Jesus did not die to so that we would be forgiven. We already were! Jesus died so that we might accept the reality of God’s unconditional forgiveness. This, that we might be freed – no, bound – to go about the business of creating His Kingdom on Earth through love and forgiveness.

    Liked by 1 person

    • jesuswithoutbaggage says:

      Wow Rob! For a person fairly new to the church, you certainly show a lot of good insight. Everything you said resonates with me, and I have been in the church more than 50 years and did not arrive at my current views quickly.

      I strongly agree that Jesus’ vision for his followers is not generally recognizable in the church today or for most of its history. Would that we would all grasp the depth and importance of loving God, ourselves, and others.

      Like

  19. cmgatlin53 says:

    I don’t think it is reasonable to accept most of what we all accept about Jesus (found in the NT) and reject the concept that Jesus’ death on the cross was undertaken to make it possible for us to enter eternity with God (also found in the NT).
    One place where the various theological explanations go wrong is in analyzing this as some sort of balancing of the books, rather than a necessary process to transform imperfect human beings into beings that can enter that state of eternity.
    Resurrection seems to be step of that process that lets mortal beings become immortal beings (whatever that means, as I don’t insist that the descriptions of the future state are literal, although I do believe they are true). Death is a necessary prelude to resurrection.
    Jesus’ “one oblation once offered” is somehow the mechanism that allows our deaths to lead to resurrection. We are not told exactly how this works, although some metaphorical comparisons are made by the evangelists and Paul. We are told “THIS is happening, with THIS result,” which is all we need to know. (We can trust Jesus, and much of the Gospels were written to show us that.) Theologians and preachers just won’t let go of trying to explain logically how it works; but all these explanations—being based from our own viewpoint in a finite world—go wrong because they’re trying to explain something that happens in eternity, where God is, where Jesus came from, returned to, and will take us when we leave here.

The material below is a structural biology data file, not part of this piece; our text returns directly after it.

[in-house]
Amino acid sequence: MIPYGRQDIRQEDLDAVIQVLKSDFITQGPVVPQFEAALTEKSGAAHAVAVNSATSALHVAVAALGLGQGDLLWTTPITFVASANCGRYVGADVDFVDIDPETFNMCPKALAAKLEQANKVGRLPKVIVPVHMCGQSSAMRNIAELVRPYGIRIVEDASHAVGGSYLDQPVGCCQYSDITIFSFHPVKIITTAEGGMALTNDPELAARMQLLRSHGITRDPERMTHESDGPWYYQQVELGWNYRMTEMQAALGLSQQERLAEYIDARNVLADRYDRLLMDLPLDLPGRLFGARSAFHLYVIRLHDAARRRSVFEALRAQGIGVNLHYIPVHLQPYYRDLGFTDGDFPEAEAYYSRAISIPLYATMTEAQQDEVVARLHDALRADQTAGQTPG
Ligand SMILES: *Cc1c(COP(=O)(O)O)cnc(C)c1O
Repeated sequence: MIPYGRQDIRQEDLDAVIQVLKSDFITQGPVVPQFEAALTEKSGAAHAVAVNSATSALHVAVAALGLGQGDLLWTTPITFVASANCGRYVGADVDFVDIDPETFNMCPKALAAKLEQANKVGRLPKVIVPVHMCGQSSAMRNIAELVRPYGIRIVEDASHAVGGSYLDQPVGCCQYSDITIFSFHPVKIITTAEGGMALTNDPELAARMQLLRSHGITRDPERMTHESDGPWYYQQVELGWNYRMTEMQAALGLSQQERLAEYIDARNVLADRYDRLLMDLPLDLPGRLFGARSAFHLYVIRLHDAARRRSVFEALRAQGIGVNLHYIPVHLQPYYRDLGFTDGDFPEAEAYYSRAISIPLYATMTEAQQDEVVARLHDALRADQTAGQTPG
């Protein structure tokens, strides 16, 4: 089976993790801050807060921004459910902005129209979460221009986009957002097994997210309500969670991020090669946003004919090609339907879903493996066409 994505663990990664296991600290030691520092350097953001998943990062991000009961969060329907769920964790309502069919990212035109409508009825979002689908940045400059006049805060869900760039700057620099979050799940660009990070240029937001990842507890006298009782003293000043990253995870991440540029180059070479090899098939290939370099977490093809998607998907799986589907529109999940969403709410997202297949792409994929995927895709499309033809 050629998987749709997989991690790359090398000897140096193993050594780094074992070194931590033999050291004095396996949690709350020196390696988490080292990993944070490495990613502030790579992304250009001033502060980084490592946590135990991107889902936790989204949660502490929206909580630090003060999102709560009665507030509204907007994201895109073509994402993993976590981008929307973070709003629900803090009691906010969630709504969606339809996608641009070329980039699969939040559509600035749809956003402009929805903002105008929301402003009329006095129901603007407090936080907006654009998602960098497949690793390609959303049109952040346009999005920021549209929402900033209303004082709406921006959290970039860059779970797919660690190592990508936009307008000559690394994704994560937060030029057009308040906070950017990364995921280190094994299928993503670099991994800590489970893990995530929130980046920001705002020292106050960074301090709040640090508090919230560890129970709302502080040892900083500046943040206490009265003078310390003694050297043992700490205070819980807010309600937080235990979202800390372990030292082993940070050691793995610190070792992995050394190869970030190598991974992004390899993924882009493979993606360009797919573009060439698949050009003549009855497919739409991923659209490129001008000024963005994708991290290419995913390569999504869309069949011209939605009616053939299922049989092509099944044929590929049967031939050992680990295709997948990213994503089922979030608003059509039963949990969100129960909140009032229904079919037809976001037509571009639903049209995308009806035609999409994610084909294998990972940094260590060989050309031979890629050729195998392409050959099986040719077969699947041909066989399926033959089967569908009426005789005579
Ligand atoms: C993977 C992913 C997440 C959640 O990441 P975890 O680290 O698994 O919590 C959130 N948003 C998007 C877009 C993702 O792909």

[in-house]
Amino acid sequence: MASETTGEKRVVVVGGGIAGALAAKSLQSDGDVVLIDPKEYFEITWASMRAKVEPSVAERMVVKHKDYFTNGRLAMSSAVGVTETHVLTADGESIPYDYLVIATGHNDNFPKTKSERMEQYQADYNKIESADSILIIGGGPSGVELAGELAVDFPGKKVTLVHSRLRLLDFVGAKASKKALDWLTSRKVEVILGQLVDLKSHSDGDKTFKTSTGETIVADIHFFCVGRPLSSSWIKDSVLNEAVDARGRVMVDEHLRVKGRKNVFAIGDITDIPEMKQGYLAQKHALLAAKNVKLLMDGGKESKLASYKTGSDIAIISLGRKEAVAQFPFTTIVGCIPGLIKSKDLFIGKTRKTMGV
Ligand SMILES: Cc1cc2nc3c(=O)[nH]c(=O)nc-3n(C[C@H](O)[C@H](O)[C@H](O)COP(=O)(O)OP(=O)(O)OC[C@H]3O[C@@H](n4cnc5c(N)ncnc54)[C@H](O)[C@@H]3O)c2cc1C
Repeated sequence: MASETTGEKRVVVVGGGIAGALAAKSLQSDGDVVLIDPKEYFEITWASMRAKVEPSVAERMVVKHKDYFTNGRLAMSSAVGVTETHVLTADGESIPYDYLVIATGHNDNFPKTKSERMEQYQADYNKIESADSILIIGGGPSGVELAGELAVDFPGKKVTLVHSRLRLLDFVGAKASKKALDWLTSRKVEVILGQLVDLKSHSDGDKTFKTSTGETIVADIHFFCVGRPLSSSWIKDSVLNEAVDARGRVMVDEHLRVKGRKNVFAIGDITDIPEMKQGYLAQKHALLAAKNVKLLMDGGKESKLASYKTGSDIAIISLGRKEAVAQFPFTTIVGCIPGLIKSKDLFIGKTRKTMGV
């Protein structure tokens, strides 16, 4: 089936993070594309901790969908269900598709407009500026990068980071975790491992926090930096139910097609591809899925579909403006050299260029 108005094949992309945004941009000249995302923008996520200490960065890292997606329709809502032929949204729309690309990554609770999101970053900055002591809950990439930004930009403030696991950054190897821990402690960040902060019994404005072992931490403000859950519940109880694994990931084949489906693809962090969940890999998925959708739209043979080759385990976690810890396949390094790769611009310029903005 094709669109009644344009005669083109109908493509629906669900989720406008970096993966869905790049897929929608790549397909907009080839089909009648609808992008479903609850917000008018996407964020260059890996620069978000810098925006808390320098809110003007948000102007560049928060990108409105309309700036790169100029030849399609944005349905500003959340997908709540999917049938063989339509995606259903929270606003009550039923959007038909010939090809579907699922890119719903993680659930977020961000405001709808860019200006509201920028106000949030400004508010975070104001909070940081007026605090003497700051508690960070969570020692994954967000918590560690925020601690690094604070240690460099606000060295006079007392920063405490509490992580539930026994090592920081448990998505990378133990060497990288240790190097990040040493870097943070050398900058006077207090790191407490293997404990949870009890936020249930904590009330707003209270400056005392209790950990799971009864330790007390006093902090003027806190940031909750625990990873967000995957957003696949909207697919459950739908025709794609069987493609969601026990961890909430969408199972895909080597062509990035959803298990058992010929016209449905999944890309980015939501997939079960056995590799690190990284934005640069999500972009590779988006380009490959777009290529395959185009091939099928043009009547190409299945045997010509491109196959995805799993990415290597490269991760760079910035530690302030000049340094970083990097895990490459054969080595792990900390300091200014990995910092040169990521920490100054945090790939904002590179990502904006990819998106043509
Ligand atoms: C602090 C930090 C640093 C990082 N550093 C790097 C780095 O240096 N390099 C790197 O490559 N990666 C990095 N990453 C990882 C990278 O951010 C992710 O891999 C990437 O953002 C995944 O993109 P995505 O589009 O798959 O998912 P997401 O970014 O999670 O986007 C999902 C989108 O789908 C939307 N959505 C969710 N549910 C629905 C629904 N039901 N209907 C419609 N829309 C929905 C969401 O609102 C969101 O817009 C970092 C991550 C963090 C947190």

Liked by 2 people

    • jesuswithoutbaggage says:

      CMG, I think you are right about “We are told “THIS is happening, with THIS result,” which is all we need to know…Theologians and preachers just won’t let go of trying to explain logically how it works.” I don’t think it is bad to speculate on it, but to settle on penal substitution and declare that this is the way God is really distorts what Jesus says about God and makes reconciliation a whole different, and terrible, concern.

      I agree with you that this is not some balancing of the books and that death is necessary for resurrection. Why muddy up Jesus death with either Medieval or legal mindsets?

      Liked by 1 person

    • robstanback says: